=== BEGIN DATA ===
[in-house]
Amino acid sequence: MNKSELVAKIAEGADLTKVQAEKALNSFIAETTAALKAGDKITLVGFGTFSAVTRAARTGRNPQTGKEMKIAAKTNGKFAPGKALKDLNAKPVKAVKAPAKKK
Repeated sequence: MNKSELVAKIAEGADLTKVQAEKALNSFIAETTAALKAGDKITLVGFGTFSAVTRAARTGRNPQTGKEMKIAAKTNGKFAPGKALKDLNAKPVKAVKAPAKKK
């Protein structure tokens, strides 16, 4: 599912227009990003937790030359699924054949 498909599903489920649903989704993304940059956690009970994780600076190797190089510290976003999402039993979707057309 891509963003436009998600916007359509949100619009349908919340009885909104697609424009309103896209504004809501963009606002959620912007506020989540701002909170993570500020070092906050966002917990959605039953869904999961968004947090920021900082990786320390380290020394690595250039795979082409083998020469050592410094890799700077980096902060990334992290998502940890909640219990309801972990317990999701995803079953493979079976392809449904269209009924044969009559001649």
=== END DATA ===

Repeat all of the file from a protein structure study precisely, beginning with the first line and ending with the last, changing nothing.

[in-house]
Amino acid sequence: MNKSELVAKIAEGADLTKVQAEKALNSFIAETTAALKAGDKITLVGFGTFSAVTRAARTGRNPQTGKEMKIAAKTNGKFAPGKALKDLNAKPVKAVKAPAKKK
Repeated sequence: MNKSELVAKIAEGADLTKVQAEKALNSFIAETTAALKAGDKITLVGFGTFSAVTRAARTGRNPQTGKEMKIAAKTNGKFAPGKALKDLNAKPVKAVKAPAKKK
């Protein structure tokens, strides 16, 4: 599912227009990003937790030359699924054949 498909599903489920649903989704993304940059956690009970994780600076190797190089510290976003999402039993979707057309 891509963003436009998600916007359509949100619009349908919340009885909104697609424009309103896209504004809501963009606002959620912007506020989540701002909170993570500020070092906050966002917990959605039953869904999961968004947090920021900082990786320390380290020394690595250039795979082409083998020469050592410094890799700077980096902060990334992290998502940890909640219990309801972990317990999701995803079953493979079976392809449904269209009924044969009559001649």